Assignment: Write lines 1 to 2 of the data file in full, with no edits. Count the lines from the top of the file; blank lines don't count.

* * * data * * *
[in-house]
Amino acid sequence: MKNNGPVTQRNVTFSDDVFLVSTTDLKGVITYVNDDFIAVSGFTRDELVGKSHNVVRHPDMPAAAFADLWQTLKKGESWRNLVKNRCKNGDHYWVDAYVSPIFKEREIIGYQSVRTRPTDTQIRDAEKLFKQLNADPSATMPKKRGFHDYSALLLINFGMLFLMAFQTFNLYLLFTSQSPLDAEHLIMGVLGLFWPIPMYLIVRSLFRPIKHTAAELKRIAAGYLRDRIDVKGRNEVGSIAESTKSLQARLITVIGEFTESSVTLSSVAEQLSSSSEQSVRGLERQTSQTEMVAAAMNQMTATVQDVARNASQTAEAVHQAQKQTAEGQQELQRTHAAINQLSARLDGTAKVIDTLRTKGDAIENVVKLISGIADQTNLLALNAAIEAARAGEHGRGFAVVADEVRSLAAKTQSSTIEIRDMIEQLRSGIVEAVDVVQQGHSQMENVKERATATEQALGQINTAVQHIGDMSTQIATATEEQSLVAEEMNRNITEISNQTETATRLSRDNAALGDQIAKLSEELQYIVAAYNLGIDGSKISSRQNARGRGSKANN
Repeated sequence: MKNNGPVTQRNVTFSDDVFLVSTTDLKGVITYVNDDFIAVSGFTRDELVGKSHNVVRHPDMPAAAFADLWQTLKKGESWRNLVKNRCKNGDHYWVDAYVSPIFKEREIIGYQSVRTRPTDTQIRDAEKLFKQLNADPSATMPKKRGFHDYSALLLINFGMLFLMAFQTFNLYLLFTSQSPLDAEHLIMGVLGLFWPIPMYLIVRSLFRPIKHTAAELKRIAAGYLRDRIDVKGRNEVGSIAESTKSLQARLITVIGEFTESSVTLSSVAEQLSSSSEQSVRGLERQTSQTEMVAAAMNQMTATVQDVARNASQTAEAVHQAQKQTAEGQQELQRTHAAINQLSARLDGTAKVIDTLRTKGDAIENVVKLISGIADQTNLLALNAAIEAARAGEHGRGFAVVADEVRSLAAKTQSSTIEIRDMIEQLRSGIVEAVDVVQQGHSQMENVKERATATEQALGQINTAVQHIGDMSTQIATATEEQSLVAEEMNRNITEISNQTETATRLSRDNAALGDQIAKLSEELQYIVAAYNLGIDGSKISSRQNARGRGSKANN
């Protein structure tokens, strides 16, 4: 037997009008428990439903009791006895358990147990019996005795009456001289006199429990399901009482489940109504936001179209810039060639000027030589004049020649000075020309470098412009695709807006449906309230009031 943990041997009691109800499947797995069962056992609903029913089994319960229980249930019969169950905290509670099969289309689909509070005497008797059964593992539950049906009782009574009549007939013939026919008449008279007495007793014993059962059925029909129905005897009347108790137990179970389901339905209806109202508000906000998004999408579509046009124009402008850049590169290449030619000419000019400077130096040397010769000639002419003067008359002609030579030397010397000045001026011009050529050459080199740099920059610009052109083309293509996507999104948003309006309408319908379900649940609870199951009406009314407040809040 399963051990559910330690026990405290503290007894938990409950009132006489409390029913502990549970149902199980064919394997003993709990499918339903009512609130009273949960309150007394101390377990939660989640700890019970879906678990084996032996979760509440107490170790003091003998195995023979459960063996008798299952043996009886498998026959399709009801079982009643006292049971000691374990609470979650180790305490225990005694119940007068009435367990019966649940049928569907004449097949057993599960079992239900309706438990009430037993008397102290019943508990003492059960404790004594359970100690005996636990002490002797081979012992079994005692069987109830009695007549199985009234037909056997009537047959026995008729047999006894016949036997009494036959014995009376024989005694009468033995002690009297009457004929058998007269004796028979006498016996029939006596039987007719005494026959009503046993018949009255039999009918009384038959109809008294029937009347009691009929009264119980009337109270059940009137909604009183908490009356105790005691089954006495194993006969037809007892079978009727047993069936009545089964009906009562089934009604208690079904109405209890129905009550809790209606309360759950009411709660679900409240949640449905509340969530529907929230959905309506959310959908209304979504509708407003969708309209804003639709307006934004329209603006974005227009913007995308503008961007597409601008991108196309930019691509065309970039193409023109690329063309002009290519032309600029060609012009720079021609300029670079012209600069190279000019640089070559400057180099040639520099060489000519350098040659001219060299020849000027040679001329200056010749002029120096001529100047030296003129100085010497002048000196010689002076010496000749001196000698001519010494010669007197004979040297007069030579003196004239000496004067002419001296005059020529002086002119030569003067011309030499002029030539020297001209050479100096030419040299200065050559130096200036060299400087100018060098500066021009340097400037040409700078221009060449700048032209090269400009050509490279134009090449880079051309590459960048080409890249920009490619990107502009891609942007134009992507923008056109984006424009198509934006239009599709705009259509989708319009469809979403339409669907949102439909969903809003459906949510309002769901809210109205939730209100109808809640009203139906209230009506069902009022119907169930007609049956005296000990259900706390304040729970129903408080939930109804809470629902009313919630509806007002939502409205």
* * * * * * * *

[in-house]
Amino acid sequence: MKNNGPVTQRNVTFSDDVFLVSTTDLKGVITYVNDDFIAVSGFTRDELVGKSHNVVRHPDMPAAAFADLWQTLKKGESWRNLVKNRCKNGDHYWVDAYVSPIFKEREIIGYQSVRTRPTDTQIRDAEKLFKQLNADPSATMPKKRGFHDYSALLLINFGMLFLMAFQTFNLYLLFTSQSPLDAEHLIMGVLGLFWPIPMYLIVRSLFRPIKHTAAELKRIAAGYLRDRIDVKGRNEVGSIAESTKSLQARLITVIGEFTESSVTLSSVAEQLSSSSEQSVRGLERQTSQTEMVAAAMNQMTATVQDVARNASQTAEAVHQAQKQTAEGQQELQRTHAAINQLSARLDGTAKVIDTLRTKGDAIENVVKLISGIADQTNLLALNAAIEAARAGEHGRGFAVVADEVRSLAAKTQSSTIEIRDMIEQLRSGIVEAVDVVQQGHSQMENVKERATATEQALGQINTAVQHIGDMSTQIATATEEQSLVAEEMNRNITEISNQTETATRLSRDNAALGDQIAKLSEELQYIVAAYNLGIDGSKISSRQNARGRGSKANN